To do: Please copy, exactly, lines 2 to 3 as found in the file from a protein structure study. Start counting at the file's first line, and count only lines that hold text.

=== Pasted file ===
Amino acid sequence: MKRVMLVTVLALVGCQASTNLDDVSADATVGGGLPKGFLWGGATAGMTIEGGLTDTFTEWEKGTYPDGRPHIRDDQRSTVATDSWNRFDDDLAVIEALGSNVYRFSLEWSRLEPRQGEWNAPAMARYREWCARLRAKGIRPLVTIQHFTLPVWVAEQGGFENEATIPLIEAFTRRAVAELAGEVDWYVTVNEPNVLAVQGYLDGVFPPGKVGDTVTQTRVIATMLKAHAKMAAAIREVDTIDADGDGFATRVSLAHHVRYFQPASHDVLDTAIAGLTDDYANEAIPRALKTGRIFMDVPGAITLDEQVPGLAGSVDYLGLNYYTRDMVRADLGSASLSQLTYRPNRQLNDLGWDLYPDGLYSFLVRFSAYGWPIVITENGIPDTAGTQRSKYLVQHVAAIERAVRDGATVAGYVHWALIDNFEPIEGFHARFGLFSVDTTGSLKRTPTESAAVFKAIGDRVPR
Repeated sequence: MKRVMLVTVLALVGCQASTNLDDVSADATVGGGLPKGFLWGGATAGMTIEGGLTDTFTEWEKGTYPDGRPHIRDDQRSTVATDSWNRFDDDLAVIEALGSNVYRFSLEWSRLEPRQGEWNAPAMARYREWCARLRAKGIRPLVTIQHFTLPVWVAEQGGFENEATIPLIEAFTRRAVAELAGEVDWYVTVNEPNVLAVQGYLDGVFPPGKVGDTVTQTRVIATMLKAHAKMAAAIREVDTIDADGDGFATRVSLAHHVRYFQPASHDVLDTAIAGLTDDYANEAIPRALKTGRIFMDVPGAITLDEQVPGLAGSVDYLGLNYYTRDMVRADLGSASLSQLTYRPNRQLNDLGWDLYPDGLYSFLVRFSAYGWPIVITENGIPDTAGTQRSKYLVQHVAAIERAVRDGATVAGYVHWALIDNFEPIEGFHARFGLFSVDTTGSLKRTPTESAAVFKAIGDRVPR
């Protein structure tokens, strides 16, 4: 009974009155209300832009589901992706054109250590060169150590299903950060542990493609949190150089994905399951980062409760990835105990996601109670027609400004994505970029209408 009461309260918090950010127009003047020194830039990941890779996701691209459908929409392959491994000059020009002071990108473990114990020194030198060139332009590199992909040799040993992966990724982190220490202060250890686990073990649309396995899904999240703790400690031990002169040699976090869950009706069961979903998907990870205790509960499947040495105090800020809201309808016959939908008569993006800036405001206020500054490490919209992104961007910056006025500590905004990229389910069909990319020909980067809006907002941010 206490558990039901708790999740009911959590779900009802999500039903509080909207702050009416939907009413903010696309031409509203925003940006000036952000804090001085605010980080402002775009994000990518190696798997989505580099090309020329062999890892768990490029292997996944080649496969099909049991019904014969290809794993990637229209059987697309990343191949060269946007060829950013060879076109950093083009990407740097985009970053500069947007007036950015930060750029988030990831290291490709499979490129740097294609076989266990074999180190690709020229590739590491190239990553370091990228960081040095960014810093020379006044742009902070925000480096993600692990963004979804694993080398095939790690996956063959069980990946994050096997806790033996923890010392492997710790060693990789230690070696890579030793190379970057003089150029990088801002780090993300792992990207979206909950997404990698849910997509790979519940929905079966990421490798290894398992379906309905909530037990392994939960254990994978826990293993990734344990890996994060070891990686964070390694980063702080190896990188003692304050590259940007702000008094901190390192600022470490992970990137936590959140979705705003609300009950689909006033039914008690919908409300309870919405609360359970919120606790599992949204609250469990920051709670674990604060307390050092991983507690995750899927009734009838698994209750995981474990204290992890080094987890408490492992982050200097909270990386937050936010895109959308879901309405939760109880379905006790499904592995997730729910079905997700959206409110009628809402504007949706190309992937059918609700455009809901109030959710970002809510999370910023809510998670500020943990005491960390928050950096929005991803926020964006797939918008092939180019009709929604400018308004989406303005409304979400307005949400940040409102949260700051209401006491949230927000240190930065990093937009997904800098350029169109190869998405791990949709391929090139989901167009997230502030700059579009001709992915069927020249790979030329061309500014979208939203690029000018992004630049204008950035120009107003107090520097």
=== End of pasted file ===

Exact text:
Repeated sequence: MKRVMLVTVLALVGCQASTNLDDVSADATVGGGLPKGFLWGGATAGMTIEGGLTDTFTEWEKGTYPDGRPHIRDDQRSTVATDSWNRFDDDLAVIEALGSNVYRFSLEWSRLEPRQGEWNAPAMARYREWCARLRAKGIRPLVTIQHFTLPVWVAEQGGFENEATIPLIEAFTRRAVAELAGEVDWYVTVNEPNVLAVQGYLDGVFPPGKVGDTVTQTRVIATMLKAHAKMAAAIREVDTIDADGDGFATRVSLAHHVRYFQPASHDVLDTAIAGLTDDYANEAIPRALKTGRIFMDVPGAITLDEQVPGLAGSVDYLGLNYYTRDMVRADLGSASLSQLTYRPNRQLNDLGWDLYPDGLYSFLVRFSAYGWPIVITENGIPDTAGTQRSKYLVQHVAAIERAVRDGATVAGYVHWALIDNFEPIEGFHARFGLFSVDTTGSLKRTPTESAAVFKAIGDRVPR
């Protein structure tokens, strides 16, 4: 009974009155209300832009589901992706054109250590060169150590299903950060542990493609949190150089994905399951980062409760990835105990996601109670027609400004994505970029209408 009461309260918090950010127009003047020194830039990941890779996701691209459908929409392959491994000059020009002071990108473990114990020194030198060139332009590199992909040799040993992966990724982190220490202060250890686990073990649309396995899904999240703790400690031990002169040699976090869950009706069961979903998907990870205790509960499947040495105090800020809201309808016959939908008569993006800036405001206020500054490490919209992104961007910056006025500590905004990229389910069909990319020909980067809006907002941010 206490558990039901708790999740009911959590779900009802999500039903509080909207702050009416939907009413903010696309031409509203925003940006000036952000804090001085605010980080402002775009994000990518190696798997989505580099090309020329062999890892768990490029292997996944080649496969099909049991019904014969290809794993990637229209059987697309990343191949060269946007060829950013060879076109950093083009990407740097985009970053500069947007007036950015930060750029988030990831290291490709499979490129740097294609076989266990074999180190690709020229590739590491190239990553370091990228960081040095960014810093020379006044742009902070925000480096993600692990963004979804694993080398095939790690996956063959069980990946994050096997806790033996923890010392492997710790060693990789230690070696890579030793190379970057003089150029990088801002780090993300792992990207979206909950997404990698849910997509790979519940929905079966990421490798290894398992379906309905909530037990392994939960254990994978826990293993990734344990890996994060070891990686964070390694980063702080190896990188003692304050590259940007702000008094901190390192600022470490992970990137936590959140979705705003609300009950689909006033039914008690919908409300309870919405609360359970919120606790599992949204609250469990920051709670674990604060307390050092991983507690995750899927009734009838698994209750995981474990204290992890080094987890408490492992982050200097909270990386937050936010895109959308879901309405939760109880379905006790499904592995997730729910079905997700959206409110009628809402504007949706190309992937059918609700455009809901109030959710970002809510999370910023809510998670500020943990005491960390928050950096929005991803926020964006797939918008092939180019009709929604400018308004989406303005409304979400307005949400940040409102949260700051209401006491949230927000240190930065990093937009997904800098350029169109190869998405791990949709391929090139989901167009997230502030700059579009001709992915069927020249790979030329061309500014979208939203690029000018992004630049204008950035120009107003107090520097």